Thursday, April 5, 2012

Welcome to the Neversink Blog Tour!

Discover the birds of the Northerly World in Barry Wolverton's debut novel, NEVERSINK. NEVERSINK takes places on a small island that was forged by fire from an undersea volcano. Intrigued? You haven't even heard the best of it. In fact, according to our narrator, we wouldn't have the chance to read this story if walruses couldn't talk. That's right, but wait--it gets better. Our hero is Lockley Puffin, a puffin who earned a reputation as a bit of a troublemaker. A puffin! Who doesn't love penguins?

I must say, NEVERSINK is unlike many novels I've read. Wolverton has created a world in which arctic animals rule their own, literally from their government to their history and more and the characters are quirky and fun. For instance, there's a scholarly walrus who has an opinion on everything and Ruby, a hummingbird who's very critical. Life is just fine until owls threaten their way of life and it's up to Lockley to stop an owl invasion.

Young readers will love the animal adventure and fall in love with the characters. Not to mention get a good laugh. As part of the Neversink blog tour, I was fortunate enough to snag an interview with the creator of this unique middle-grade novel, Barry Wolverton.

A little about the author: Barry Wolverton is the first human ever granted access to the walrus library at Ocean’s End, where he conducted extensive research for NEVERSINK, his first book. In addition to Walrus he speaks Chicken, although actual chickens don’t appear to understand him. He lives with a moderately overweight cat named Charlie (who understands him but doesn’t listen) in Memphis, Tenn. Visit him at

Tell us about your path to publication.
It was so long I wore through many pairs of shoes. After piddling with the story for a few years, I got serious about finishing a draft in 2005, and by the spring of 2006 was pleased enough with myself to shop for an agent. I was offered representation by Jen Rofe of Andrea Brown.

I rewrote the book for her first and she spent most of 2007 trying to sell it, without success. I spent 2008 rewriting the book using notes given to me by an editor who had really liked Neversink, just not enough to buy it. In early 2009 we re-submitted to that editor, who passed again, but Jen put together a new list of editors for the new and improved manuscript.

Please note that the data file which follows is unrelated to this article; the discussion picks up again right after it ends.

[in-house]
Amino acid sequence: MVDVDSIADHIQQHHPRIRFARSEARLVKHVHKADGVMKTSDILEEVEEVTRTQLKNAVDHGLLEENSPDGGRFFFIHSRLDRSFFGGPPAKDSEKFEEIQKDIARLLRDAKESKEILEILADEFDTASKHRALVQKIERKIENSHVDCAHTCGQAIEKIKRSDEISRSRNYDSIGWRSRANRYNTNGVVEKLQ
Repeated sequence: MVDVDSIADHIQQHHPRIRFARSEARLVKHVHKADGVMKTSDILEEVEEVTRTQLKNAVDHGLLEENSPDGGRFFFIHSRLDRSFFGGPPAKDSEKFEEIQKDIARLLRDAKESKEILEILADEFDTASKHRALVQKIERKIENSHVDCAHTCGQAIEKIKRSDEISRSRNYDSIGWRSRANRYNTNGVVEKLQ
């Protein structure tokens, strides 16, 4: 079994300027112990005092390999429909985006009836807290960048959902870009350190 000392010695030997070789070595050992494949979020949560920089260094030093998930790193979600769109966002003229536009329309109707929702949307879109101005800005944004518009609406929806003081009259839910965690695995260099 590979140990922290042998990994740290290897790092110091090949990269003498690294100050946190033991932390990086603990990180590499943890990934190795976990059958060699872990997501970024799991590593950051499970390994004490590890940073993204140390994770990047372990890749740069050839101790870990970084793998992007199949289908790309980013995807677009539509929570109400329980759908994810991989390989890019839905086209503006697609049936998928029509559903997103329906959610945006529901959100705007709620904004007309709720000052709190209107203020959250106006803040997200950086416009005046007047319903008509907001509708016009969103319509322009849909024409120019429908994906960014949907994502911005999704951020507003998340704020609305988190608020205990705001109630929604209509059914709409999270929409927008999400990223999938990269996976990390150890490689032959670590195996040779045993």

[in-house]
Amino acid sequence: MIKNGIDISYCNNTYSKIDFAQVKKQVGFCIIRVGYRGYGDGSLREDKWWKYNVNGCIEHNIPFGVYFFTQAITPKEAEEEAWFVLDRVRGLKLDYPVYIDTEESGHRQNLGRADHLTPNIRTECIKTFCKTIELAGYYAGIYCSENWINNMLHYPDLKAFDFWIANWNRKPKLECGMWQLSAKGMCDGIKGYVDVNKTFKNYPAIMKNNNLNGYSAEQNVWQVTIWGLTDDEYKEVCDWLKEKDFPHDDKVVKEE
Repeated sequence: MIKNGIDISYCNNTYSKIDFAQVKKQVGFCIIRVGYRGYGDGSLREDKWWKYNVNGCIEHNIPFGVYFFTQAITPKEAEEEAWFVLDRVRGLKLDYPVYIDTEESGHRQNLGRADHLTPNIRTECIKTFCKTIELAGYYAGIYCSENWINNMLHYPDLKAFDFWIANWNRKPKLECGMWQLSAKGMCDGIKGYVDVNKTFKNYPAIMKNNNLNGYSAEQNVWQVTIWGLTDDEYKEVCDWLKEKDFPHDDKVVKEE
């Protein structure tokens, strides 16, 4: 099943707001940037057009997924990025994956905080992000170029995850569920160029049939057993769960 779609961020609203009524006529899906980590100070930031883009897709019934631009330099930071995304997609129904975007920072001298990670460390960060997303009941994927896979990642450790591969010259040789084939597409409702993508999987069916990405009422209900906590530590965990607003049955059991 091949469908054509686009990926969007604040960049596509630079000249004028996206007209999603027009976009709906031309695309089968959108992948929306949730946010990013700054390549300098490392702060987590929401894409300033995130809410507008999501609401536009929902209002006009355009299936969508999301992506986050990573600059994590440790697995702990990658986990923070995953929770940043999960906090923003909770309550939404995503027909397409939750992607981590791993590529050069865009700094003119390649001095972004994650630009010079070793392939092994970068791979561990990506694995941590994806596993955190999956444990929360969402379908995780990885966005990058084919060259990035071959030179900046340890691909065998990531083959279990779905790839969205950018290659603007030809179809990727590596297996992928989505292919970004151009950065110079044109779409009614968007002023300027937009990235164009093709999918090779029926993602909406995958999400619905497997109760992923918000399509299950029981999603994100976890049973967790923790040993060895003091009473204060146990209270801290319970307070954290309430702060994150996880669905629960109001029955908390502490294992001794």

If memory serves, by the fall of 2009, all had passed except three. In one day Jen got three emails — two passes, and one incredibly enthusiastic response from Jordan Brown at Walden Pond Press. Of course, instead of simply buying the book, they made me, a completely unknown aspiring author, submit to a partial rewrite trial-by-fire, which completely ruined all my holidays between Columbus Day 2009 and Easter 2010, including President’s Day. But boy, was Easter great that year.

Every writer has probably heard the "don't use talking animals" advice from editors and publishers. What made you persist?
Blissful ignorance! I had no idea what I was getting into, until Jen signed me and promptly said, “The hardest thing about selling your book is that it has talking animals. And even worse, birds.” But by then it was too late to turn back.

What's a typical writing day like for you?
Sadly, a typical day is going to my full-time job and trying to squeeze in writing time on my lunch break or before work. I’m always too tired after work. I do most of my fiction writing on weekends at a coffee shop.

What was the inspiration for NEVERSINK?
My first job out of college was writing ad copy, just like Don Draper of Mad Men. Except I drank Diet Coke and didn’t smoke. I was asked to create a mascot for a new brand of marshmallows that was to be called Puffins. The project was aborted, but years later I was living in the DC area and visited the wonderful aquarium in Baltimore. They have an auk exhibit, and when I saw these amazing birds in person I remembered Lockley, the tea-drinking puffin I had created a decade before. And when I looked into it, I was amazed to find that despite having their own publishing imprint, puffins were virtually unrepresented in children’s lit.

A big thanks to Barry Wolverton for taking the time to share his story with us. I'm always amazed at how long it takes to see a story evolve from idea to publication, but Neversink was worth the wait!

Want to win a copy of NEVERSINK?

Giveaway Details:
To enter giveaway, please leave a comment below.

Optional Extra Entries:
+1 Follow this blog
+1 Like my Author Page at Facebook
+1 Follow me on Twitter
+1 Have a confirmed email subscription to The Book Bugz and/ or Lori's Newsletter
(please let me know in the comments about your extra entries)

Giveaway closes at midnight on Wednesday, April 11th.

Be sure to visit the other stops on the Neversink Blog Tour...

Tuesday, 3/27 –  Guest Post at Nerdy Book Club
Wednesday, 3/28 – Guest Post & Giveaway at Cari’s Book Blog
Thursday, 3/29 – Interview & Giveaway with Teach Mentor Texts
Friday, 3/30 – Review & Giveaway at Buried in Books
Saturday, 3/31 – Guest Post at Buried in Books
Saturday, 3/31 – Review & Giveaway at Icey Books
Sunday, 4/1 – Review & Giveaway at The Haunting of Orchid Forsythia
Monday, 4/2 – Review & Giveaway at The Write Path
Tuesday, 4/3 – Guest Post with The Other Side of the Story
Wednesday, 4/4 – Interview with There’s a Book
Thursday, 4/5 – Interview & Giveaway with National Children’s Book Examiner
Friday 4/6 – Author/Editor Interview at Another Gray Day

1 comment:

  1. I love the illustrations. This story sounds like a really fun read!